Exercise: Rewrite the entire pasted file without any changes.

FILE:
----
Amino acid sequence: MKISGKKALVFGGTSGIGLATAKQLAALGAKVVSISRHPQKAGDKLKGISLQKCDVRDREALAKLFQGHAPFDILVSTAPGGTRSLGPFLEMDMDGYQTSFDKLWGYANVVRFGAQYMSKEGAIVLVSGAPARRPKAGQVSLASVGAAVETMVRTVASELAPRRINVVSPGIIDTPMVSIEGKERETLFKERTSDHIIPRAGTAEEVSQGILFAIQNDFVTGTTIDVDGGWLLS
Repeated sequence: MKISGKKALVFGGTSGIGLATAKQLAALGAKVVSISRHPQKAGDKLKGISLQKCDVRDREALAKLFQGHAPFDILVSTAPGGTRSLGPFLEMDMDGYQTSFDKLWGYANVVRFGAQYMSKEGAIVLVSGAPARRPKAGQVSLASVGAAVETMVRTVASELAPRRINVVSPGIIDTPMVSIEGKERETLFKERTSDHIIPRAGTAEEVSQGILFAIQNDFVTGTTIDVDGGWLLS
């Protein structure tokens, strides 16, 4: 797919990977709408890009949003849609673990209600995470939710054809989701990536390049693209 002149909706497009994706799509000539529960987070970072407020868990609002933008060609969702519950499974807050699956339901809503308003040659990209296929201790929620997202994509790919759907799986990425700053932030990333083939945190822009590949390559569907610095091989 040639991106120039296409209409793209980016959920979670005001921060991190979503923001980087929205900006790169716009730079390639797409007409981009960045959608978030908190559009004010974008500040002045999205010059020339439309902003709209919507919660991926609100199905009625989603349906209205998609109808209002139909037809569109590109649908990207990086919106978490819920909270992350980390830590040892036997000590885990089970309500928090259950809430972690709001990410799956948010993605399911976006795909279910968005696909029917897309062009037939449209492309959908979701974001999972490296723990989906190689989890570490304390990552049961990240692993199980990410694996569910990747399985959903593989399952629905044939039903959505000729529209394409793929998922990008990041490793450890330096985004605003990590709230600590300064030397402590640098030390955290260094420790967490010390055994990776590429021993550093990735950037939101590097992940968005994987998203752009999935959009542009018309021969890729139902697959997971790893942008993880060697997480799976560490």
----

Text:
Amino acid sequence: MKISGKKALVFGGTSGIGLATAKQLAALGAKVVSISRHPQKAGDKLKGISLQKCDVRDREALAKLFQGHAPFDILVSTAPGGTRSLGPFLEMDMDGYQTSFDKLWGYANVVRFGAQYMSKEGAIVLVSGAPARRPKAGQVSLASVGAAVETMVRTVASELAPRRINVVSPGIIDTPMVSIEGKERETLFKERTSDHIIPRAGTAEEVSQGILFAIQNDFVTGTTIDVDGGWLLS
Repeated sequence: MKISGKKALVFGGTSGIGLATAKQLAALGAKVVSISRHPQKAGDKLKGISLQKCDVRDREALAKLFQGHAPFDILVSTAPGGTRSLGPFLEMDMDGYQTSFDKLWGYANVVRFGAQYMSKEGAIVLVSGAPARRPKAGQVSLASVGAAVETMVRTVASELAPRRINVVSPGIIDTPMVSIEGKERETLFKERTSDHIIPRAGTAEEVSQGILFAIQNDFVTGTTIDVDGGWLLS
């Protein structure tokens, strides 16, 4: 797919990977709408890009949003849609673990209600995470939710054809989701990536390049693209 002149909706497009994706799509000539529960987070970072407020868990609002933008060609969702519950499974807050699956339901809503308003040659990209296929201790929620997202994509790919759907799986990425700053932030990333083939945190822009590949390559569907610095091989 040639991106120039296409209409793209980016959920979670005001921060991190979503923001980087929205900006790169716009730079390639797409007409981009960045959608978030908190559009004010974008500040002045999205010059020339439309902003709209919507919660991926609100199905009625989603349906209205998609109808209002139909037809569109590109649908990207990086919106978490819920909270992350980390830590040892036997000590885990089970309500928090259950809430972690709001990410799956948010993605399911976006795909279910968005696909029917897309062009037939449209492309959908979701974001999972490296723990989906190689989890570490304390990552049961990240692993199980990410694996569910990747399985959903593989399952629905044939039903959505000729529209394409793929998922990008990041490793450890330096985004605003990590709230600590300064030397402590640098030390955290260094420790967490010390055994990776590429021993550093990735950037939101590097992940968005994987998203752009999935959009542009018309021969890729139902697959997971790893942008993880060697997480799976560490």